NEW YORK (AP) — Stocks opened broadly higher on Wall Street after President Donald Trump agreed to hold off on raising tariffs on Chinese goods, which would have escalated a damaging trade war between the world’s two largest economies.

Investors had been growing increasingly optimistic over the last two weeks that the U.S. and China were moving closer to a resolution in the trade tiff. The fight is over U.S. complaints that Beijing steals or pressures companies to hand over technology.

Information technology and industrial companies led the early gains. Consumer goods and utility companies lagged the overall market.

The nations faced a March 1 deadline that would have increased punitive duties on $200 billion in Chinese imports. Trump did not set a new deadline. He said there had been “productive talks” on some of the more difficult issues and he’s willing to meet with Chinese President Xi Jinping if negotiations progress.

The trade war and its hefty tariffs have already raised prices and costs for businesses and consumers. Any additional escalation could shake investor confidence as an economic slowdown looms over China and Europe.

Elsewhere, oil prices dipped after Trump said they were getting too high. Industrial giant General Electric rose after it announced plans to sell a biotech unit. Spark Therapeutics doubled after pharmaceutical giant Roche offered to buy the gene therapy developer.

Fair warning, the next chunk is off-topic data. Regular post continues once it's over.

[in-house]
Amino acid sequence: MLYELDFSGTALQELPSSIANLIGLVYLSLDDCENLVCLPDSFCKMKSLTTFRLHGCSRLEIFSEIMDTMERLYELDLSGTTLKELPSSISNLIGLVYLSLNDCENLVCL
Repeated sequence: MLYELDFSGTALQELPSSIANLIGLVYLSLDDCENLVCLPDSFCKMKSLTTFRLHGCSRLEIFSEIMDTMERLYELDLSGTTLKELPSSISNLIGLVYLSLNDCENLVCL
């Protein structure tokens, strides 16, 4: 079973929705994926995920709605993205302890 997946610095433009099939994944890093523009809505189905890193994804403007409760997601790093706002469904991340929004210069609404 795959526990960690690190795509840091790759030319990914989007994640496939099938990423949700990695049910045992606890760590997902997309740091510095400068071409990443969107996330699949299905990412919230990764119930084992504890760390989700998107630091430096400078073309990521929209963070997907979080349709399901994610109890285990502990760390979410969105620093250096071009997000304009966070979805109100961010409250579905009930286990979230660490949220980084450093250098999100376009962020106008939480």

KEEPING SCORE: The Dow Jones Industrial average rose 164 points, or 0.6 percent, to 26,193 as of 10 a.m. Eastern time. The S&P 500 index 0.6 percent and the Nasdaq composite 0.9 percent.

OVERSEAS: China’s main index, The Shanghai Composite, jumped to an eight-month high. Progress with U.S.-China trade talks helped lift markets broadly in Asia and Europe.

GE SHEDS WEIGHT: General Electric is selling its biopharma business to Danaher for $21.4 billion. The sale is yet another step for GE to become smaller. The stock surged 12.7 percent.

GE has been divesting businesses since getting hurt in the financial crisis a decade ago. It slashed its dividend in October along with ousting CEO John Flannery. It also plans to downsize its Boston headquarters.

GOLD FIGHT: Barrick Gold is making a potentially hostile bid for rival Newmont Mining, offering $18 billion in an all-stock deal. The offer pushed Newmont shares 2 percent higher.

Barrick kicked off a surge in gold mining consolidation last month when it acquired Randgold Resources for more than $6 billion. Miners are consolidating as gold becomes more expensive to procure.

Newmont has so far shunned Barrick. It has launched its own takeover bid, offering $10 billion for Canada’s Goldcorp.

ENERGY: Trump criticized the rising price of oil in an early morning tweet, sending prices lower. U.S. crude lost 1.6 percent to $56.34 per barrel in New York. Prices are up 23 percent so far this year.

Brent crude, used to price international oils, fell 1.8 percent to $65.92 per barrel in London.